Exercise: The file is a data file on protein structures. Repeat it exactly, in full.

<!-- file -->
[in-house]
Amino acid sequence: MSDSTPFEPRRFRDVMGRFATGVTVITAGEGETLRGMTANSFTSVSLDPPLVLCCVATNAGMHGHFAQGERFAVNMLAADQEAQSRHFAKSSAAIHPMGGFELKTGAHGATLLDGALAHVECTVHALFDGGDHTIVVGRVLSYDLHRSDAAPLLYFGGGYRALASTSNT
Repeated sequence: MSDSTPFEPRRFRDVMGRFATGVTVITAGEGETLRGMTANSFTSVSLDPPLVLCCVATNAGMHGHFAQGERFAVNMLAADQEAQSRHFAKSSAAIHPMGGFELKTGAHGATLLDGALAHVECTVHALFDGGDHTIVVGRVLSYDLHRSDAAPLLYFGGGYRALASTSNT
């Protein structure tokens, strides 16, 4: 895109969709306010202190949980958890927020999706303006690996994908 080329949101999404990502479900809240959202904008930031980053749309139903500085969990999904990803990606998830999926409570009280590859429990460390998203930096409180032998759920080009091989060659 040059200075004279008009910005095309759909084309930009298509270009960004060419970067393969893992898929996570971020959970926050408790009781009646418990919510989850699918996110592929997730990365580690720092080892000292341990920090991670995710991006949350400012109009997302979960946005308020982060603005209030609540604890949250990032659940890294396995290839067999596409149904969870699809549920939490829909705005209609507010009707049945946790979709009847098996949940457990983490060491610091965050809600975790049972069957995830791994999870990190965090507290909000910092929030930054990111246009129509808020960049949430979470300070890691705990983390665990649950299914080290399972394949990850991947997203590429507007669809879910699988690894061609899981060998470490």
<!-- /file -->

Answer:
[in-house]
Amino acid sequence: MSDSTPFEPRRFRDVMGRFATGVTVITAGEGETLRGMTANSFTSVSLDPPLVLCCVATNAGMHGHFAQGERFAVNMLAADQEAQSRHFAKSSAAIHPMGGFELKTGAHGATLLDGALAHVECTVHALFDGGDHTIVVGRVLSYDLHRSDAAPLLYFGGGYRALASTSNT
Repeated sequence: MSDSTPFEPRRFRDVMGRFATGVTVITAGEGETLRGMTANSFTSVSLDPPLVLCCVATNAGMHGHFAQGERFAVNMLAADQEAQSRHFAKSSAAIHPMGGFELKTGAHGATLLDGALAHVECTVHALFDGGDHTIVVGRVLSYDLHRSDAAPLLYFGGGYRALASTSNT
């Protein structure tokens, strides 16, 4: 895109969709306010202190949980958890927020999706303006690996994908 080329949101999404990502479900809240959202904008930031980053749309139903500085969990999904990803990606998830999926409570009280590859429990460390998203930096409180032998759920080009091989060659 040059200075004279008009910005095309759909084309930009298509270009960004060419970067393969893992898929996570971020959970926050408790009781009646418990919510989850699918996110592929997730990365580690720092080892000292341990920090991670995710991006949350400012109009997302979960946005308020982060603005209030609540604890949250990032659940890294396995290839067999596409149904969870699809549920939490829909705005209609507010009707049945946790979709009847098996949940457990983490060491610091965050809600975790049972069957995830791994999870990190965090507290909000910092929030930054990111246009129509808020960049949430979470300070890691705990983390665990649950299914080290399972394949990850991947997203590429507007669809879910699988690894061609899981060998470490």